U2 Achtung Baby
1 Zoo Station 4:36
2 Even Better Than The Real Thing 3:41 (UK single, #8)
3 One 4:36 (UK single, #7)
4 Until The End Of The World 4:39
5 Who’s Gonna Ride Your Wild Horses? 5:16 (UK single, #14)
6 So Cruel 5:49
7 The Fly 4:29 (UK single, #1)
8 Mysterious Ways 4:04 (UK single, #13)
9 Tryin’ To Throw Your Arms Around The World 3:53
10 Ultra Violet (Light My Way) 5:31
11 Acrobat 4:30
12 Love Is Blindness 4:23
Although released right at the end of 1991, this is where I felt the Nineties began; some suggest that Nirvana’s Nevermind (September 1991) was the gamechanger, but I never really bought into their rehashed Pixies schtick and the predictable quiet-loud-quiet-loud formula. It still sounded like 1989 to me (and I don’t mean the Taylor Swift album). No, U2 reinvented themselves, and invented the new decade at the same time, with Achtung Baby.
Its tortured genesis has been well documented, the band’s attempts to shake off the self-imposed Rattle & Hum stigma proving a less than smooth process. But the finished article, issued the same week as Michael Jackson’s Dangerous (and thus deprived of a #1 debut), was mind-blowing in its total deconstruction of the U2 myth. You can almost hear them starting from scratch, as they find new ways to avoid sounding like the old U2.
Musically, it bears the hallmarks of an awful lot of work and studio time, fashioning song structures from elongated jams and snippets of ideas. The most arresting aspect of the album, though, is the lyrical approach. Gone are the flag-waving, chest-beating, this-song-has-a-message anthems, the windswept romanticism, and in comes a new directness, self-deprecating humour and a touch of awkward surrealism. Suddenly a group which were going nowhere at the end of the 1980s have reinvigorated themselves.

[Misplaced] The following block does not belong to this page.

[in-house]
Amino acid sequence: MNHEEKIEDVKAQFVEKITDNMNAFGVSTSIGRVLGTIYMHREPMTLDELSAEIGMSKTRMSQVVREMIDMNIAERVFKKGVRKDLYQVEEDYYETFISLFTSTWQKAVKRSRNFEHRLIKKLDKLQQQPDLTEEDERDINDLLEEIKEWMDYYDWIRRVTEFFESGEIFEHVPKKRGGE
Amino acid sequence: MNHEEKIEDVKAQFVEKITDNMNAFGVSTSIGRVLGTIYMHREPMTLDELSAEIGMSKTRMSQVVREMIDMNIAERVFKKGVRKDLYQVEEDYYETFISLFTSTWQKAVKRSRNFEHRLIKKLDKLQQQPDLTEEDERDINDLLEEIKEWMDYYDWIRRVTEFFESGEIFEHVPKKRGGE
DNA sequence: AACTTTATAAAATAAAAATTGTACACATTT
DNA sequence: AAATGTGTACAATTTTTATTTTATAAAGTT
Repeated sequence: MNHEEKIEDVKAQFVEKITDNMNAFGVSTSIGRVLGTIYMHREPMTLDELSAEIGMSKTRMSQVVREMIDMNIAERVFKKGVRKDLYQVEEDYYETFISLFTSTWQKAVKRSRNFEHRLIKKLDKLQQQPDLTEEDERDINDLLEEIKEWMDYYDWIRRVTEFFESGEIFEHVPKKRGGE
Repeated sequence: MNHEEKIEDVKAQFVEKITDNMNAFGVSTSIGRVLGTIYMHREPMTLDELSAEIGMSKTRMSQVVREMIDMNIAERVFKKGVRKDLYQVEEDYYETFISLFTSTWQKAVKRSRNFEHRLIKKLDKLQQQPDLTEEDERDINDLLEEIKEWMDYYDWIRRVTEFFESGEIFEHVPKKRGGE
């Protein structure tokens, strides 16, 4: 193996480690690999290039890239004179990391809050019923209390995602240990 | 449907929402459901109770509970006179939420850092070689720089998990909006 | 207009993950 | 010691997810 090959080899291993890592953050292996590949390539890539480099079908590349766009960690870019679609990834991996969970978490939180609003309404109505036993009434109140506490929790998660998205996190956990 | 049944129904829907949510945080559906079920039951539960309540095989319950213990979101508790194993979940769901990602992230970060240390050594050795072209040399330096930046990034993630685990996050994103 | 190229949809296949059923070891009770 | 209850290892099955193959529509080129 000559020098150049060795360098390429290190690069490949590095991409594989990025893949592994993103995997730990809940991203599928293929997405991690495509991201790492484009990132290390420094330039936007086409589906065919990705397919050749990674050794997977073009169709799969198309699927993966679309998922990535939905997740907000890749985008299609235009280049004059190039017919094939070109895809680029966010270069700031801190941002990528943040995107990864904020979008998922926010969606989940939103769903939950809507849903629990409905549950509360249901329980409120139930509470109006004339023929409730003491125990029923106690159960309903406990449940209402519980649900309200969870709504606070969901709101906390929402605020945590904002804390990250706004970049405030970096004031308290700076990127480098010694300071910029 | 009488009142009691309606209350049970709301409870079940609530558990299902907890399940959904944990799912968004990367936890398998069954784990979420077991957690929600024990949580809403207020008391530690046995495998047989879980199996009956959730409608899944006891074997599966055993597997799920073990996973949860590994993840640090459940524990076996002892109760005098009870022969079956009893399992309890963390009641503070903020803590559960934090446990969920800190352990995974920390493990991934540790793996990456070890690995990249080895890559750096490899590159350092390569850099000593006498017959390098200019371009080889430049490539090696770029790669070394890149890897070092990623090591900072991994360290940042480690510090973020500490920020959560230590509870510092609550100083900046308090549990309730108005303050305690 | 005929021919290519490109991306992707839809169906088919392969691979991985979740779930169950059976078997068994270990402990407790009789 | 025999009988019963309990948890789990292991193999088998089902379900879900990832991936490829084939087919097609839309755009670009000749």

Singles-wise, the campaign was a bit of a mess; The Fly was chosen as lead single but deleted within weeks to make way for Mysterious Ways, which promptly failed the reach the Top 10 in the pre-Christmas melee. Even Better Than The Real Thing found itself eclipsed by a remix, and the two versions’ chart runs overlapped. A year on from the album’s appearance, its final single Who’s Gonna Ride Your Wild Horses limped to #14. Thankfully, by this point in their career, U2’s profile no longer depended upon Top 40 success, with the revolutionary Zoo TV world tour putting them right at the cutting edge of pop culture and keeping Achtung Baby on the chart for all of 1992 and into 1993.
From here, they’d go on to issue the slightly throwaway, improvised brilliance of Zooropa (heavily influenced by Bowie and Talking Heads) before overreaching with the flawed Pop in 1997. After that, perhaps wounded by the reception afforded to Pop and its accompanying tour, U2 went backwards, content to churn out typical stadium rock fare and serve Bono’s ever-expanding monstrous ego.
I went about a decade unable to listen to a band that were once my favourites during those heady years of 1991-95, but I can’t deny Achtung Baby’s importance to me or its enduring qualities.
[…] It was, in so many ways, my album of the 1990s. […]